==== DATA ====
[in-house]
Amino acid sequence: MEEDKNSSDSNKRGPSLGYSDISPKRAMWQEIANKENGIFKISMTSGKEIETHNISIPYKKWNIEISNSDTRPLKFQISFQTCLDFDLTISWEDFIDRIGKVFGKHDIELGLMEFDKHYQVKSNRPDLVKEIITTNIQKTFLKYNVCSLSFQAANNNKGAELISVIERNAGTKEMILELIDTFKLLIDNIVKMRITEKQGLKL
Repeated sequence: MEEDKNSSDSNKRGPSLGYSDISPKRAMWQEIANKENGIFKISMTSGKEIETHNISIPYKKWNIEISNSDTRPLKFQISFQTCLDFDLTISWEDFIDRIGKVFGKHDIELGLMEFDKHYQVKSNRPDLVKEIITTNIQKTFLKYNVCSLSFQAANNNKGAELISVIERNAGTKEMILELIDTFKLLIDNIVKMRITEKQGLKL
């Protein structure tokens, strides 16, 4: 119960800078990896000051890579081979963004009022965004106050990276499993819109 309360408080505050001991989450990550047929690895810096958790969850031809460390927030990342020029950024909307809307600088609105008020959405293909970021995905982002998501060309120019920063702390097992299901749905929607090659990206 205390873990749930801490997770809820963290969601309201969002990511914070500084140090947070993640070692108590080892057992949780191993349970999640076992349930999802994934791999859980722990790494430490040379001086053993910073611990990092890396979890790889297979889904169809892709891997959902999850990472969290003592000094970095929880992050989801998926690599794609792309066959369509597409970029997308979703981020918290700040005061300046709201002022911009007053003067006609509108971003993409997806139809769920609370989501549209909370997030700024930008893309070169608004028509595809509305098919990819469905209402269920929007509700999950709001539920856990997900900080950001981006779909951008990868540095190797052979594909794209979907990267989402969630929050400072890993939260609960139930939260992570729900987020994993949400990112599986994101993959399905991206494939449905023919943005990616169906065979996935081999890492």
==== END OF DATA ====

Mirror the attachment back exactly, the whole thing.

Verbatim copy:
[in-house]
Amino acid sequence: MEEDKNSSDSNKRGPSLGYSDISPKRAMWQEIANKENGIFKISMTSGKEIETHNISIPYKKWNIEISNSDTRPLKFQISFQTCLDFDLTISWEDFIDRIGKVFGKHDIELGLMEFDKHYQVKSNRPDLVKEIITTNIQKTFLKYNVCSLSFQAANNNKGAELISVIERNAGTKEMILELIDTFKLLIDNIVKMRITEKQGLKL
Repeated sequence: MEEDKNSSDSNKRGPSLGYSDISPKRAMWQEIANKENGIFKISMTSGKEIETHNISIPYKKWNIEISNSDTRPLKFQISFQTCLDFDLTISWEDFIDRIGKVFGKHDIELGLMEFDKHYQVKSNRPDLVKEIITTNIQKTFLKYNVCSLSFQAANNNKGAELISVIERNAGTKEMILELIDTFKLLIDNIVKMRITEKQGLKL
């Protein structure tokens, strides 16, 4: 119960800078990896000051890579081979963004009022965004106050990276499993819109 309360408080505050001991989450990550047929690895810096958790969850031809460390927030990342020029950024909307809307600088609105008020959405293909970021995905982002998501060309120019920063702390097992299901749905929607090659990206 205390873990749930801490997770809820963290969601309201969002990511914070500084140090947070993640070692108590080892057992949780191993349970999640076992349930999802994934791999859980722990790494430490040379001086053993910073611990990092890396979890790889297979889904169809892709891997959902999850990472969290003592000094970095929880992050989801998926690599794609792309066959369509597409970029997308979703981020918290700040005061300046709201002022911009007053003067006609509108971003993409997806139809769920609370989501549209909370997030700024930008893309070169608004028509595809509305098919990819469905209402269920929007509700999950709001539920856990997900900080950001981006779909951008990868540095190797052979594909794209979907990267989402969630929050400072890993939260609960139930939260992570729900987020994993949400990112599986994101993959399905991206494939449905023919943005990616169906065979996935081999890492």